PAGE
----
With two kids in college and one about to finish high school, I’m no longer required to spend countless hours at a sports field or in a gym watching others compete. This gives me more time to pursue my interests, so I’m considering new hobbies. I like the idea of music, but I’ve been told my natural abilities are lacking. Maybe I could jump on our demographic bandwagon and buy a motorcycle, adding a bit of excitement to the next phase of my life.
There are lots of possibilities, and I’ll consider many different things. But there’s at least one area that holds no interest for me: potted plants.
While I appreciate greenery in a plastic bucket as an accent in a room, I don’t think of establishing and caring for potted plants as much of a hobby. That’s not to say it isn’t work. I get that growing vibrant, diminutive trees and flowers is difficult. I’ve killed more than my share of indoor vegetation. But it doesn’t really strike me as, well, active.
Maybe I’m too American. Even as adults, we tend toward hobbies that scream we’re still vibrant, still in the prime of life. It could be that we still have that Wild West attitude about us, even though the West was tamed over a century ago. Or it could be that, collectively, we’re still young.
The situation in Japan is very different.
The demographics of the Land of the Rising (or is it setting?) Sun are well known.
One in four people are over the age of 65. They have more household pets than children under the age of 15. More adult diapers are sold in Japan than baby ones.
We can now add another qualification to the group, and this one sounds like the start of a joke. The people of Japan are so old, they think of potted plants as a hobby!
Once every five years, the bureaucrats behind the Statistics Bureau of Japan (SBJ) scrutinize the 585 items they track as a reflection of daily life. These items make up the country’s inflation measurement.
They remove things that are no longer common, and add things that have grown in popularity. The 30-odd items to be struck, as well as those now making the list, give us a sense of just how old the country has become.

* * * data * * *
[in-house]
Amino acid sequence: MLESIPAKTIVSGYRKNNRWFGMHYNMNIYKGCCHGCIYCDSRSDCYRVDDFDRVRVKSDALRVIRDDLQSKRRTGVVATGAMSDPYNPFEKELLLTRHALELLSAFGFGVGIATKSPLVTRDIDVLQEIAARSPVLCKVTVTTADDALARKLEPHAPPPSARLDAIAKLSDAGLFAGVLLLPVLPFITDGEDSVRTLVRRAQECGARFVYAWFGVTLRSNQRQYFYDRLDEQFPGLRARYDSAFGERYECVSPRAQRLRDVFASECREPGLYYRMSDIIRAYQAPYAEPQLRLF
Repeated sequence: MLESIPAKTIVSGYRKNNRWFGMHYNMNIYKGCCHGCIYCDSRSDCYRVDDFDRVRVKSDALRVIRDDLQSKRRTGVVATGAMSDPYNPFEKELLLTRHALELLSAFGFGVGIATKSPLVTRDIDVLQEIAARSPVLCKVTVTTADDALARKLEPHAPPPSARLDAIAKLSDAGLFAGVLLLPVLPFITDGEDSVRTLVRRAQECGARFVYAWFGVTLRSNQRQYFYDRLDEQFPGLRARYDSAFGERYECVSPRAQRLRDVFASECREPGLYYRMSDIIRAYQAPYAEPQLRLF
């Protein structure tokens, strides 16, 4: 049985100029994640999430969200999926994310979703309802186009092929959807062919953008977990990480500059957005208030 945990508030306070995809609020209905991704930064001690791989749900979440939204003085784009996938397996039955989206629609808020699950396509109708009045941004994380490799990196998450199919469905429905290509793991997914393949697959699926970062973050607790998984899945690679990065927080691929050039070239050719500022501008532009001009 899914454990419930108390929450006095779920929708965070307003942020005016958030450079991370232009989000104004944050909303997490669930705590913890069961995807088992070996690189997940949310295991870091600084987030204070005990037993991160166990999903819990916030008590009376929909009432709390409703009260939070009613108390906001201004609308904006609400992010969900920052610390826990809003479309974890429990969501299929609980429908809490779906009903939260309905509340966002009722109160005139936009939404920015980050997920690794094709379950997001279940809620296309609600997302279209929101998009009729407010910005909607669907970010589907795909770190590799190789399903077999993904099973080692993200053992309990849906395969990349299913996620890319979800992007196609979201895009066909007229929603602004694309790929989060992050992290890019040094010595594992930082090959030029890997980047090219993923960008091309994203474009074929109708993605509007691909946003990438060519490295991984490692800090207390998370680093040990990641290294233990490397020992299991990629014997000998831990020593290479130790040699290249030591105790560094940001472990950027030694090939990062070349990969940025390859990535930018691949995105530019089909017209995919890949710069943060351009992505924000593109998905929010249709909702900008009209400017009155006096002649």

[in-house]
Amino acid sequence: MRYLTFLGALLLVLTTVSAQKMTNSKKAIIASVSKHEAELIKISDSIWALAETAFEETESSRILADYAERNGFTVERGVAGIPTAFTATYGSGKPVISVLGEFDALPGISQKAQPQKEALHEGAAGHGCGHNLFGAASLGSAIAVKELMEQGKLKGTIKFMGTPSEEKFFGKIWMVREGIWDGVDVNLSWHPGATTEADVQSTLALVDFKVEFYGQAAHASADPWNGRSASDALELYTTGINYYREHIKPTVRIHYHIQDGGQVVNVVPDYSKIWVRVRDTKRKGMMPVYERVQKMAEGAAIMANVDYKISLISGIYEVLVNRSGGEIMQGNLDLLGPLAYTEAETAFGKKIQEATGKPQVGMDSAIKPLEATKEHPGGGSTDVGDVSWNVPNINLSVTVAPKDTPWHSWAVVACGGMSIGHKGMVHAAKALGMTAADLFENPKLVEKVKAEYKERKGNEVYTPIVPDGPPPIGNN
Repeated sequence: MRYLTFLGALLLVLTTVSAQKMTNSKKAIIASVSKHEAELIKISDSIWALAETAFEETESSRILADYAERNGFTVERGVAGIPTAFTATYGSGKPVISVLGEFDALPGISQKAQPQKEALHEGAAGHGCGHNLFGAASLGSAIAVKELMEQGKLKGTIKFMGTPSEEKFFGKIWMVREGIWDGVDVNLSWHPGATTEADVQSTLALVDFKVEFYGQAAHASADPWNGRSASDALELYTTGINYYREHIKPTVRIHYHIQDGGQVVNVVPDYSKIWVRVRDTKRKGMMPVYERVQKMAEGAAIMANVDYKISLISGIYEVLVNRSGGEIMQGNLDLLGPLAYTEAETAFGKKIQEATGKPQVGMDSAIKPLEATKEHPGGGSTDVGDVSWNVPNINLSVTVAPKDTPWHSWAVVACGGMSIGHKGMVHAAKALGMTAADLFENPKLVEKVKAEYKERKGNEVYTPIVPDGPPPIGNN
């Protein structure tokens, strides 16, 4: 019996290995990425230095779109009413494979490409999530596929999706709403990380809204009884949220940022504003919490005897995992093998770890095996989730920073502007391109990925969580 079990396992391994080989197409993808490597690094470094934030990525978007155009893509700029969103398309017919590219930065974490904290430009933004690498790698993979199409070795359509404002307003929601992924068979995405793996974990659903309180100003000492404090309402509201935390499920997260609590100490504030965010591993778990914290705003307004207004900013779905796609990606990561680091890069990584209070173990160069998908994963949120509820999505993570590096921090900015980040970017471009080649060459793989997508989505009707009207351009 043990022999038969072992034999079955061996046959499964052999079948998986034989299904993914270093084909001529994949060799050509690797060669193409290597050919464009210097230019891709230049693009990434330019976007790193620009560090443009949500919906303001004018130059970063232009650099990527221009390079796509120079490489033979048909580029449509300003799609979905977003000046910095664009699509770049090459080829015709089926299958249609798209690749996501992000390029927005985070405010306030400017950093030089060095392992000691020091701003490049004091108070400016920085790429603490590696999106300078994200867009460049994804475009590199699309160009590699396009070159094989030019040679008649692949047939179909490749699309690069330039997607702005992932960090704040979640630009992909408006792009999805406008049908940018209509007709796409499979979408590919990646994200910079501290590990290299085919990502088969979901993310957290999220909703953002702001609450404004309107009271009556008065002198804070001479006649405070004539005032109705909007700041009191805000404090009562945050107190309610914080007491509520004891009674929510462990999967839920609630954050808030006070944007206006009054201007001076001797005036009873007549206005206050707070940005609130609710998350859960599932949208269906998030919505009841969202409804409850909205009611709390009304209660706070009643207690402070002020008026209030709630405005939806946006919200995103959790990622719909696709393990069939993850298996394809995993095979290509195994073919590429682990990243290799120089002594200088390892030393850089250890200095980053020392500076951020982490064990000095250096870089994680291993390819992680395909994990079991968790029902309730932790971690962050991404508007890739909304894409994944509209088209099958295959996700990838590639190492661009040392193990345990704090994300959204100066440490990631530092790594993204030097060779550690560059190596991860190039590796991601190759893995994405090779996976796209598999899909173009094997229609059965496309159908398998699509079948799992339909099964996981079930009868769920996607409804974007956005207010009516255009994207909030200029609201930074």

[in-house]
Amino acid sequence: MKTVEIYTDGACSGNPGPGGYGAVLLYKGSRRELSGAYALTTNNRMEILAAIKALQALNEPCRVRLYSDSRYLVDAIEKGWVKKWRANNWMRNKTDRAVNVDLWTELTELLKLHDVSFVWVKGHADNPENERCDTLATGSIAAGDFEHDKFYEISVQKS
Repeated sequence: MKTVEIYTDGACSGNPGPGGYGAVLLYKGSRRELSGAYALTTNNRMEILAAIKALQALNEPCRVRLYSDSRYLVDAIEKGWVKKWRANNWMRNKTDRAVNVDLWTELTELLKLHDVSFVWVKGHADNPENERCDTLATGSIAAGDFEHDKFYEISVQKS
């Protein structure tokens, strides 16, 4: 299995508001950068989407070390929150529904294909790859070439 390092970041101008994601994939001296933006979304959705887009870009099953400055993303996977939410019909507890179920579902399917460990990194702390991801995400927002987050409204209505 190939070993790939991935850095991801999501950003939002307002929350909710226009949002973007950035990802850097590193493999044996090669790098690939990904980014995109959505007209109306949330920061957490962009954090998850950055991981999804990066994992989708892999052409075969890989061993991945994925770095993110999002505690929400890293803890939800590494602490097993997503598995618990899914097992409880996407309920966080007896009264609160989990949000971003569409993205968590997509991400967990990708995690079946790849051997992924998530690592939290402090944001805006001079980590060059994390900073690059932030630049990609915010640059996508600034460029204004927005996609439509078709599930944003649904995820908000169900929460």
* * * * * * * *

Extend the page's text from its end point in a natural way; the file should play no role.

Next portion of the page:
Gone from the measure of inflation is the cost of a kid’s lunch, as well as that of a pen case and thermometer. The trappings of daily life with children are fading from society.
Also on the cut list is the cost of renting a tennis court, which means that the aging population is either shifting its activities to other sports, or simply fading from sports altogether.
The answer to that question can be found on the list of added items. Under the “Recreation” heading, the only entry is the aforementioned “Potted Plants.”
What makes this even more confusing is that one of the items to be removed is “Plant Pots.” So aging Japanese are spending recreational money on potted plants, but not the pots to put them in? Strange indeed.
The shake-up of the inflation list provides other insight as well. Gone are coffee cups and saucers, glass cups and wine glasses. It’s not that people are drinking less, it’s that they’re not spending as much on the cups and stemware.
Along with the rising popularity of pets and plants, Yen100 shops are also booming. These stores sell all items for under 100 yen, which is roughly $0.81. Penny-pinching Japanese pensioners flock to such markets, buying tableware and much of everything else they need. But you don’t see this in the inflation list, because when a glass costs 100 yen, it’s too small of a purchase in the typical 300,000 yen ($2,419) monthly budget to be included in the inflation calculation.
Among the other telling items being added are home security systems, knee supports, hygiene masks, and hearing-aid devices.
If there was ever any doubt that the Japanese society was slowly aging out of existence, the changing measure of inflation should put that to rest.
As their population ages, we can expect their spending to slow even more, with deflation as the constant threat to their economy. Without a significant rise in births or a flood of immigration, the trend won’t change.
While the situation is sobering, there was a little happy news tucked into the statistics.
The Japanese are spending less on scales and more on fried chicken. If they’re going to spend their days frequenting budget stores and staring at potted plants, at least they intend to eat well and quit worrying about their weight.
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